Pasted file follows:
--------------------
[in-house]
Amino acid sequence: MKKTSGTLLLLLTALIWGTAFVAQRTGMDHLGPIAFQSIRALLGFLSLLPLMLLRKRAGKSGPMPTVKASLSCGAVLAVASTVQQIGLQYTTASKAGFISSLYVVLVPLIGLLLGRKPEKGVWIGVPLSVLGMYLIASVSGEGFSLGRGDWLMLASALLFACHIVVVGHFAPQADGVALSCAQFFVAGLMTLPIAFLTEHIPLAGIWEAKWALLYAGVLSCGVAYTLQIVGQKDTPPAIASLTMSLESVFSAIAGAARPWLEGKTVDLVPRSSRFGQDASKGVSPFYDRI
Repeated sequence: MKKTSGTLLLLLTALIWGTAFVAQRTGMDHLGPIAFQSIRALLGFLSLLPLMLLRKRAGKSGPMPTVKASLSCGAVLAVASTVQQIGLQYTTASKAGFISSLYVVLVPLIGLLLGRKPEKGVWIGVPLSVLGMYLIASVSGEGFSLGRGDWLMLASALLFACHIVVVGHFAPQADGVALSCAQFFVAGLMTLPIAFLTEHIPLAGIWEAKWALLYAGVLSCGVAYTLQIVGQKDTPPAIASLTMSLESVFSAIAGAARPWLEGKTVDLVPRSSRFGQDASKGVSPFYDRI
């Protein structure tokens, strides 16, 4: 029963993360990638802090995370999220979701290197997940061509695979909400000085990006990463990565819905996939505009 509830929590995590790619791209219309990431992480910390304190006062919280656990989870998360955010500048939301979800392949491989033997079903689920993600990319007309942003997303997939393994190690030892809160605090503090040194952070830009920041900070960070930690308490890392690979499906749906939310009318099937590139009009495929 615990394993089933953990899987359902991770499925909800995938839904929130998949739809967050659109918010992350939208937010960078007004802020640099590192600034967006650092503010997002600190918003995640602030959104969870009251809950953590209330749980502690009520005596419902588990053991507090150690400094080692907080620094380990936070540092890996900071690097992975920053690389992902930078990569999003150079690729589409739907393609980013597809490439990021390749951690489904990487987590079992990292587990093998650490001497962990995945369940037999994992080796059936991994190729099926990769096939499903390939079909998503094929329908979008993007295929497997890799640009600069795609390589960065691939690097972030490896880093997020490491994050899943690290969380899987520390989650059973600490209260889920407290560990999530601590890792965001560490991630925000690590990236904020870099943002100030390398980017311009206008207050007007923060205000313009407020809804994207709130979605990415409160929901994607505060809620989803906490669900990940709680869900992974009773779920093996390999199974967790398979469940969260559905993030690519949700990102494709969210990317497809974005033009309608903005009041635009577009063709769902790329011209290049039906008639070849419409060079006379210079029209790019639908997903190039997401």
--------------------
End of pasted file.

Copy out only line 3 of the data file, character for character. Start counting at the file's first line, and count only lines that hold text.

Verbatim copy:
Repeated sequence: MKKTSGTLLLLLTALIWGTAFVAQRTGMDHLGPIAFQSIRALLGFLSLLPLMLLRKRAGKSGPMPTVKASLSCGAVLAVASTVQQIGLQYTTASKAGFISSLYVVLVPLIGLLLGRKPEKGVWIGVPLSVLGMYLIASVSGEGFSLGRGDWLMLASALLFACHIVVVGHFAPQADGVALSCAQFFVAGLMTLPIAFLTEHIPLAGIWEAKWALLYAGVLSCGVAYTLQIVGQKDTPPAIASLTMSLESVFSAIAGAARPWLEGKTVDLVPRSSRFGQDASKGVSPFYDRI